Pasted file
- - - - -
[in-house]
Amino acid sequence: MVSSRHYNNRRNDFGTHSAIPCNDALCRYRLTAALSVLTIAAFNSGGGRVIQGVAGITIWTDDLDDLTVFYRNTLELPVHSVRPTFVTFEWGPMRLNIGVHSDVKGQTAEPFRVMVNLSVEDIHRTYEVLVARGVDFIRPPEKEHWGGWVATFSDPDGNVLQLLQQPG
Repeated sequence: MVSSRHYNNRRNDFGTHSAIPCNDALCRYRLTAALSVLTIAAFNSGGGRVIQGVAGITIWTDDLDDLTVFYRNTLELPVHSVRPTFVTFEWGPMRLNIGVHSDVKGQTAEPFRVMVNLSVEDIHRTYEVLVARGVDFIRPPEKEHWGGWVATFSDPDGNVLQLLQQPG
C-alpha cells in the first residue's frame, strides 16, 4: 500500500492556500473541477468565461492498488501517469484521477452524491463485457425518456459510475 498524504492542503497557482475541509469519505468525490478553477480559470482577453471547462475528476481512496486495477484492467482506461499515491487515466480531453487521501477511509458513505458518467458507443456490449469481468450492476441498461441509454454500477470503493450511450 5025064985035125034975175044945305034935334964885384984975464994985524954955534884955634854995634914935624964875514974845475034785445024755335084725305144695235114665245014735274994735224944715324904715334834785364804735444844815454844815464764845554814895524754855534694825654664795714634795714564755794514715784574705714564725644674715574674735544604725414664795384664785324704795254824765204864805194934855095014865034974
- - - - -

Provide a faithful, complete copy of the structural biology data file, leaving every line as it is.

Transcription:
[in-house]
Amino acid sequence: MVSSRHYNNRRNDFGTHSAIPCNDALCRYRLTAALSVLTIAAFNSGGGRVIQGVAGITIWTDDLDDLTVFYRNTLELPVHSVRPTFVTFEWGPMRLNIGVHSDVKGQTAEPFRVMVNLSVEDIHRTYEVLVARGVDFIRPPEKEHWGGWVATFSDPDGNVLQLLQQPG
Repeated sequence: MVSSRHYNNRRNDFGTHSAIPCNDALCRYRLTAALSVLTIAAFNSGGGRVIQGVAGITIWTDDLDDLTVFYRNTLELPVHSVRPTFVTFEWGPMRLNIGVHSDVKGQTAEPFRVMVNLSVEDIHRTYEVLVARGVDFIRPPEKEHWGGWVATFSDPDGNVLQLLQQPG
C-alpha cells in the first residue's frame, strides 16, 4: 500500500492556500473541477468565461492498488501517469484521477452524491463485457425518456459510475 498524504492542503497557482475541509469519505468525490478553477480559470482577453471547462475528476481512496486495477484492467482506461499515491487515466480531453487521501477511509458513505458518467458507443456490449469481468450492476441498461441509454454500477470503493450511450 5025064985035125034975175044945305034935334964885384984975464994985524954955534884955634854995634914935624964875514974845475034785445024755335084725305144695235114665245014735274994735224944715324904715334834785364804735444844815454844815464764845554814895524754855534694825654664795714634795714564755794514715784574705714564725644674715574674735544604725414664795384664785324704795254824765204864805194934855095014865034974